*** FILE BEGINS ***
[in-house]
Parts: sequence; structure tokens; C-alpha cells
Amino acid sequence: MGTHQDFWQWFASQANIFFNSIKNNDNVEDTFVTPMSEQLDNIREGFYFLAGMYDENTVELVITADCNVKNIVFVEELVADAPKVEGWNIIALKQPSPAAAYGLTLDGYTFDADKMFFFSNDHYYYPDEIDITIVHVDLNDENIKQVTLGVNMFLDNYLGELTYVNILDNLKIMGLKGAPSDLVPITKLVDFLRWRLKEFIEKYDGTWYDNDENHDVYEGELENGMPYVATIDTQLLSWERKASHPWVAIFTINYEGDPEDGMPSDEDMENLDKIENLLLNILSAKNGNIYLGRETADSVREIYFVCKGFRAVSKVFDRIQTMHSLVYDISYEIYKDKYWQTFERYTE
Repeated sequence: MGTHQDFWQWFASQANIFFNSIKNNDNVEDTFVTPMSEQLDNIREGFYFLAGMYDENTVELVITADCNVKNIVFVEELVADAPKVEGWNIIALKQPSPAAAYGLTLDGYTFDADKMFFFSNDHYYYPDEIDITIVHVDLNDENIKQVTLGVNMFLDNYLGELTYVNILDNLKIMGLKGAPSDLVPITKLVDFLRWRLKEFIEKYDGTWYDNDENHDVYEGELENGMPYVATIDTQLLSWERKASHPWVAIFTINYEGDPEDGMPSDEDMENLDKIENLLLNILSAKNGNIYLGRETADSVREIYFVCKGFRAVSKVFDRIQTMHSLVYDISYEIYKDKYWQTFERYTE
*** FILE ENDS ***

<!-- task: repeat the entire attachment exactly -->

[in-house]
Parts: sequence; structure tokens; C-alpha cells
Amino acid sequence: MGTHQDFWQWFASQANIFFNSIKNNDNVEDTFVTPMSEQLDNIREGFYFLAGMYDENTVELVITADCNVKNIVFVEELVADAPKVEGWNIIALKQPSPAAAYGLTLDGYTFDADKMFFFSNDHYYYPDEIDITIVHVDLNDENIKQVTLGVNMFLDNYLGELTYVNILDNLKIMGLKGAPSDLVPITKLVDFLRWRLKEFIEKYDGTWYDNDENHDVYEGELENGMPYVATIDTQLLSWERKASHPWVAIFTINYEGDPEDGMPSDEDMENLDKIENLLLNILSAKNGNIYLGRETADSVREIYFVCKGFRAVSKVFDRIQTMHSLVYDISYEIYKDKYWQTFERYTE
Repeated sequence: MGTHQDFWQWFASQANIFFNSIKNNDNVEDTFVTPMSEQLDNIREGFYFLAGMYDENTVELVITADCNVKNIVFVEELVADAPKVEGWNIIALKQPSPAAAYGLTLDGYTFDADKMFFFSNDHYYYPDEIDITIVHVDLNDENIKQVTLGVNMFLDNYLGELTYVNILDNLKIMGLKGAPSDLVPITKLVDFLRWRLKEFIEKYDGTWYDNDENHDVYEGELENGMPYVATIDTQLLSWERKASHPWVAIFTINYEGDPEDGMPSDEDMENLDKIENLLLNILSAKNGNIYLGRETADSVREIYFVCKGFRAVSKVFDRIQTMHSLVYDISYEIYKDKYWQTFERYTE